In the business world today, we are plagued by privacy and cyber security challenges. And the threats show no signs of dissipation. It’s a new state of being that requires resilience and preparedness across the corporate world.
We asked our top security experts to share their wisdom on what organizations can do to both prevent cyber-attacks and to handle them better when they do occur. Here are the 6 security questions you should be asking in your company, followed by our Pexip experts’ best advice:
Do you know what secrets your call detail records are revealing about your company?
“Protecting your confidential information is also about protecting all the data surrounding that meeting, such as who is meeting whom and when. This is in your call detail record (CDR), and organizations should be aware of every external location that may have access to CDR metadata and hold those service providers accountable. Make sure that your data, if it is located externally, is stored in a secured cloud environment, such as a FedRAMP-compliant cloud service. Validate that your service providers include metadata, including CDR data, in their data security policy, and ensure that said policies match your organizational risk profile.”
- Joel Bilheimer, Chief Information Security Officer - Americas
When a crisis hits, what’s your business continuity plan?
“When a crisis does hit, it’s important that employees are aware of the business continuity plan in place and the back-up solutions that are available. Ask yourself, how will you communicate with your organization if you’ve had a massive systems failure? Communications is one of the first things you must ensure in the event of a crisis. It’s of course important to think about recovery and back-up, but what about continuing business through the crisis? That means having tools that allow people to talk to each other. This is the essential if you are providing a critical service, such as the power supply, to a country.”
- Geir Aasen, Chief Information Security Officer
Have you considered increasing data sovereignty regulation and how it impacts your communication and collaboration tools?
“Protecting citizen data is at the core of the increasing prevalence of data sovereignty laws and regulations around the world. This is something that organizations must grapple with, as they are compelled to take back control of their data. For Pexip, as a video solution provider, we are seeing an increased interest in moving video communication data on-premises or into a private cloud. This gives enterprises much more control of their data while restricting the movement of that data across borders – thus ensuring compliance with local laws.”
- Thomas Edberg, Vice President CTO Office, Pexip.
When your communication and collaboration systems go down, do you have an alternative solution ready to go?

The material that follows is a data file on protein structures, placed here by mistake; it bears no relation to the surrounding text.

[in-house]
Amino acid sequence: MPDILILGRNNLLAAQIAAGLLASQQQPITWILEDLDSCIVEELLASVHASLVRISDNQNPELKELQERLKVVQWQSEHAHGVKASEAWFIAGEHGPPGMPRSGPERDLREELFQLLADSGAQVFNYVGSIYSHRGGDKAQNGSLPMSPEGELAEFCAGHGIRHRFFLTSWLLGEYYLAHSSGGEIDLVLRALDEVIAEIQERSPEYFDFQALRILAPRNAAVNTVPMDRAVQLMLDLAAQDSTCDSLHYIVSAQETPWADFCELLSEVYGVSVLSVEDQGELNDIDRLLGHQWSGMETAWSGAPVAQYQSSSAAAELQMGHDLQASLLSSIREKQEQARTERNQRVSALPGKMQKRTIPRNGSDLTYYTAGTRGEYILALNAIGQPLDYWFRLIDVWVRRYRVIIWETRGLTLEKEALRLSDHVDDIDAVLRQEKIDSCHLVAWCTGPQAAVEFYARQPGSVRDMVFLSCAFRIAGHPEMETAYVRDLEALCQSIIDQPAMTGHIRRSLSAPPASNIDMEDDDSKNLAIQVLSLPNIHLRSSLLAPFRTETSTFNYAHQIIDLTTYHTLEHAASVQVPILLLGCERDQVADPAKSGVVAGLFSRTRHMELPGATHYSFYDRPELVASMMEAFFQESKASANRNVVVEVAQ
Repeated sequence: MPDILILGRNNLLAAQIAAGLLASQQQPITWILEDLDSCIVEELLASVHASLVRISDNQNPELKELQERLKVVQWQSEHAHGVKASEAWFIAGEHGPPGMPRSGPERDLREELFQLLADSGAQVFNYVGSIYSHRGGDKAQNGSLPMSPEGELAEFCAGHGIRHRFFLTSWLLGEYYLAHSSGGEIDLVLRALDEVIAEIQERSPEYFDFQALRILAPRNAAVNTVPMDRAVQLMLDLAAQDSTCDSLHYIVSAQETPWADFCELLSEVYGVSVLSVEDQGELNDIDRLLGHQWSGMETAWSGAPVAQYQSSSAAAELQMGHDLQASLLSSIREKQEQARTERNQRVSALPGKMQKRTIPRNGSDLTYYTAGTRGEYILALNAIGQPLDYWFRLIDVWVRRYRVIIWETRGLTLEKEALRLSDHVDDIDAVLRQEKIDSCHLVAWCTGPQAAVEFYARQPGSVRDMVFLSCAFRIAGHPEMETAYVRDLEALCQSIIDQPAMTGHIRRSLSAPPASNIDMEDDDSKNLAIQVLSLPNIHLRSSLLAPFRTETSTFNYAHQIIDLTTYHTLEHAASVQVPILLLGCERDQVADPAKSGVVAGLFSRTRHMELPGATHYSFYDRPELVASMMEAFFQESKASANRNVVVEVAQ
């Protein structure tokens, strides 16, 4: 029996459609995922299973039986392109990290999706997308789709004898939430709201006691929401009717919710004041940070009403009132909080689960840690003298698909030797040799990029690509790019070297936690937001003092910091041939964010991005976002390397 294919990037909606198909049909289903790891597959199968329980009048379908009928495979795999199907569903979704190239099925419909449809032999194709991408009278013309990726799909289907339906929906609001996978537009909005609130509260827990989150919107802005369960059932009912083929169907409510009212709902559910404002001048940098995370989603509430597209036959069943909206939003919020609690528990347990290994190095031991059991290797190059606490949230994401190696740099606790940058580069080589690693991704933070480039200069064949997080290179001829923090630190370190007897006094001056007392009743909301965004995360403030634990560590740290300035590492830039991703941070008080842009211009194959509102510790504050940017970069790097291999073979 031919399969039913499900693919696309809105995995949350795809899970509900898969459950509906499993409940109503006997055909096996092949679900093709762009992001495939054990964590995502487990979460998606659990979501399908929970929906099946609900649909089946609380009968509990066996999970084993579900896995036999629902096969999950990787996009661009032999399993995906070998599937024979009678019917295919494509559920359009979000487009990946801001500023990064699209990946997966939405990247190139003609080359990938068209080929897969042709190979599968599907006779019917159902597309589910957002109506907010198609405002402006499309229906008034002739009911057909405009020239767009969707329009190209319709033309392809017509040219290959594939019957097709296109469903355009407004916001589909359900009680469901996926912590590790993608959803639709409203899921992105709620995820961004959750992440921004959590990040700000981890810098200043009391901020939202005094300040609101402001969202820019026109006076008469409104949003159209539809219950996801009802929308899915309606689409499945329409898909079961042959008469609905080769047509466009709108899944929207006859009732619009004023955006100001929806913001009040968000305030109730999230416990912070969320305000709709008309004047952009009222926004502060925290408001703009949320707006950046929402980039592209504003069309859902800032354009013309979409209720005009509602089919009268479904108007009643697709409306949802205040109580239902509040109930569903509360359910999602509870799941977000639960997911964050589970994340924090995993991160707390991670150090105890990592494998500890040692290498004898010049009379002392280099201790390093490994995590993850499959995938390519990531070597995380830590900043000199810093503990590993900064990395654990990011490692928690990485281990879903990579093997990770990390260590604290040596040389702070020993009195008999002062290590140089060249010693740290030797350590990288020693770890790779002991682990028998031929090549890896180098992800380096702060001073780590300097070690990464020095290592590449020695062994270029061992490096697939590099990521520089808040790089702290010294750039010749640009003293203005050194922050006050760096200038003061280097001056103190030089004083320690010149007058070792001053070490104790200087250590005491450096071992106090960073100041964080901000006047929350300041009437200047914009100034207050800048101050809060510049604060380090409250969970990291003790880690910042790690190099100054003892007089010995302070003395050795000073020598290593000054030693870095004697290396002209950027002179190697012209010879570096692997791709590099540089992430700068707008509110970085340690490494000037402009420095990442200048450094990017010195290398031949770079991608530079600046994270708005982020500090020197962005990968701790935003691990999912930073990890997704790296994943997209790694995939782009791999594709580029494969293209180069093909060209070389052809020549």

“The key to maintaining productivity amidst an outage or other system disruption is to have collaboration and communication solutions in place that will persist no matter the situation at hand. It’s also about ensuring smooth transition to an alternative solution or network during the crisis, which means that your employees must know about it and understand what to do. Taking these steps now will help minimize your productivity losses later – keeping your employees productive and your customers happy as you solve the issue.”
- Geir Aasen, Chief Information Security Officer
Is your video platform secure enough for your most confidential conversations?
“We live in the age of cyber-attacks – as much as 3,900% increase according to Gartner. To protect your confidential video meetings, it’s important to evaluate where your meeting data is stored and what your meeting platform does to reduce the risk of uninvited guests. Many of the video apps that are widely available are well-suited to the exchange of non-sensitive information. But the reality of corporate life is that confidential information must be exchanged over video sometimes, and for that, you need a platform that will give you the security control you require.”
- Thomas Edberg, Vice President CTO Office
How can a zero-trust environment protect against threats coming from inside and outside the company?
“In a typical zero-trust environment, users must sign into the company’s identity provider through some kind of multi-factor authentication method. Once authenticated, organizational policy then explicitly authorizes users’ access only to the data that is crucial for their work. User sessions are monitored for suspicious or malicious activity – keeping in mind that the users themselves may be the source of such activity. And when detected, the threat response deploys in real-time.”
- Joel Bilheimer, Chief Information Security Officer – Americas
- Meet & collaborate securely
- Secure meetings
- Secure collaboration
- Business continuity